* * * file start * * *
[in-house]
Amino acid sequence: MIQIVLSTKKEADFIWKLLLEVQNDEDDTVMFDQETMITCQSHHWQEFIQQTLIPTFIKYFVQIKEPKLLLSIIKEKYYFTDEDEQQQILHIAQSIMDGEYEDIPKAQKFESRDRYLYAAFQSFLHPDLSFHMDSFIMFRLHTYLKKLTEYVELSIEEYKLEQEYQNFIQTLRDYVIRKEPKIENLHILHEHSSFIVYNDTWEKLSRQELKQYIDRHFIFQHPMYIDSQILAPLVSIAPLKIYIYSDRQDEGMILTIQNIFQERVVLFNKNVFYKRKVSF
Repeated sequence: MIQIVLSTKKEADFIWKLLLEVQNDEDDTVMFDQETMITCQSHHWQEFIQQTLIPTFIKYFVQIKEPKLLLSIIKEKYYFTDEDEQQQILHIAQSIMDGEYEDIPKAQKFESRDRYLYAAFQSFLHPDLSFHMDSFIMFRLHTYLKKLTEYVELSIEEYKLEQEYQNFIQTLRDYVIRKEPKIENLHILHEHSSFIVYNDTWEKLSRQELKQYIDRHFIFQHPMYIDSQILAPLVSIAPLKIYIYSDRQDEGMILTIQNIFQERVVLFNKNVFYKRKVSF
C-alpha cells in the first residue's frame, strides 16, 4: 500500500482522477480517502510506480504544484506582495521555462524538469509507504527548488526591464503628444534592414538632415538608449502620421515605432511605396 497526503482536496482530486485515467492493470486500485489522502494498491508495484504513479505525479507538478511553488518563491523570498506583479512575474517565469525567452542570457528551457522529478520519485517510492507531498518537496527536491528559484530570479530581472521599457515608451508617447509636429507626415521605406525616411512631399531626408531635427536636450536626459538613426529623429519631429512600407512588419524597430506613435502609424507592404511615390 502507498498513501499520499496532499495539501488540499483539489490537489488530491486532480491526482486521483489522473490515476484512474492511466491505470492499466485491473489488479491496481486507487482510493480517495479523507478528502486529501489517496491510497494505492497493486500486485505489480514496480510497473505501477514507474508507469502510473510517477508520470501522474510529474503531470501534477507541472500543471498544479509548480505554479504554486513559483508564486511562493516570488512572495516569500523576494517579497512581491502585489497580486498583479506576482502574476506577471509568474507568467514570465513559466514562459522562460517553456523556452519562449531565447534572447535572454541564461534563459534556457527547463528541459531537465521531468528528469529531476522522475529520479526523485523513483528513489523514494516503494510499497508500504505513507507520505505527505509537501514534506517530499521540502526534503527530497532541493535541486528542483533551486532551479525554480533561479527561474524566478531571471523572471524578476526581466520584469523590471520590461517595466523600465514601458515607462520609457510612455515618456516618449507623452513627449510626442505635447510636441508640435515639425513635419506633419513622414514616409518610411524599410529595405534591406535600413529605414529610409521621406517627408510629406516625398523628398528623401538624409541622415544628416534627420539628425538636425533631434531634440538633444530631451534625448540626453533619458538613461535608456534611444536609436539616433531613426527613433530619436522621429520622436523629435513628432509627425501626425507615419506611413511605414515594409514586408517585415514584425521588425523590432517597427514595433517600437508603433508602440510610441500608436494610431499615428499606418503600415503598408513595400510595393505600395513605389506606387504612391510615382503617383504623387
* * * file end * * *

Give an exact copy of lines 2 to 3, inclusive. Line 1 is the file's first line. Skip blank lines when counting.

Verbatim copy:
Amino acid sequence: MIQIVLSTKKEADFIWKLLLEVQNDEDDTVMFDQETMITCQSHHWQEFIQQTLIPTFIKYFVQIKEPKLLLSIIKEKYYFTDEDEQQQILHIAQSIMDGEYEDIPKAQKFESRDRYLYAAFQSFLHPDLSFHMDSFIMFRLHTYLKKLTEYVELSIEEYKLEQEYQNFIQTLRDYVIRKEPKIENLHILHEHSSFIVYNDTWEKLSRQELKQYIDRHFIFQHPMYIDSQILAPLVSIAPLKIYIYSDRQDEGMILTIQNIFQERVVLFNKNVFYKRKVSF
Repeated sequence: MIQIVLSTKKEADFIWKLLLEVQNDEDDTVMFDQETMITCQSHHWQEFIQQTLIPTFIKYFVQIKEPKLLLSIIKEKYYFTDEDEQQQILHIAQSIMDGEYEDIPKAQKFESRDRYLYAAFQSFLHPDLSFHMDSFIMFRLHTYLKKLTEYVELSIEEYKLEQEYQNFIQTLRDYVIRKEPKIENLHILHEHSSFIVYNDTWEKLSRQELKQYIDRHFIFQHPMYIDSQILAPLVSIAPLKIYIYSDRQDEGMILTIQNIFQERVVLFNKNVFYKRKVSF